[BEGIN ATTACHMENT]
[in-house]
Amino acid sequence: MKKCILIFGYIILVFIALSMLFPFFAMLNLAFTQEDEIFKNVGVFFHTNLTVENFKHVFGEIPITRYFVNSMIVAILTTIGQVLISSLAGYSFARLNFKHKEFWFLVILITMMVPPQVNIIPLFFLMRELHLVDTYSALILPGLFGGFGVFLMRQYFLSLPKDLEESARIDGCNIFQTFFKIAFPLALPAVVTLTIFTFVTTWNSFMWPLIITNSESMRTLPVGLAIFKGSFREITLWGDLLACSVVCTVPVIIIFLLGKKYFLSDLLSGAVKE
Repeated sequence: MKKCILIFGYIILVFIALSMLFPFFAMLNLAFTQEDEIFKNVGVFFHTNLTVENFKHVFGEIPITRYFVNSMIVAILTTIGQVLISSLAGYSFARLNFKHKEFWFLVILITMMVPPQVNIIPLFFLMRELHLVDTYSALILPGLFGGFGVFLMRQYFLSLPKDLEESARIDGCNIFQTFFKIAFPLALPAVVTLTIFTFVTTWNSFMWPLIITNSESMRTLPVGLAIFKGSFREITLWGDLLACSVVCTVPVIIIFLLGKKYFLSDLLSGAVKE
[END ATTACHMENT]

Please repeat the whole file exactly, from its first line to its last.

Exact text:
[in-house]
Amino acid sequence: MKKCILIFGYIILVFIALSMLFPFFAMLNLAFTQEDEIFKNVGVFFHTNLTVENFKHVFGEIPITRYFVNSMIVAILTTIGQVLISSLAGYSFARLNFKHKEFWFLVILITMMVPPQVNIIPLFFLMRELHLVDTYSALILPGLFGGFGVFLMRQYFLSLPKDLEESARIDGCNIFQTFFKIAFPLALPAVVTLTIFTFVTTWNSFMWPLIITNSESMRTLPVGLAIFKGSFREITLWGDLLACSVVCTVPVIIIFLLGKKYFLSDLLSGAVKE
Repeated sequence: MKKCILIFGYIILVFIALSMLFPFFAMLNLAFTQEDEIFKNVGVFFHTNLTVENFKHVFGEIPITRYFVNSMIVAILTTIGQVLISSLAGYSFARLNFKHKEFWFLVILITMMVPPQVNIIPLFFLMRELHLVDTYSALILPGLFGGFGVFLMRQYFLSLPKDLEESARIDGCNIFQTFFKIAFPLALPAVVTLTIFTFVTTWNSFMWPLIITNSESMRTLPVGLAIFKGSFREITLWGDLLACSVVCTVPVIIIFLLGKKYFLSDLLSGAVKE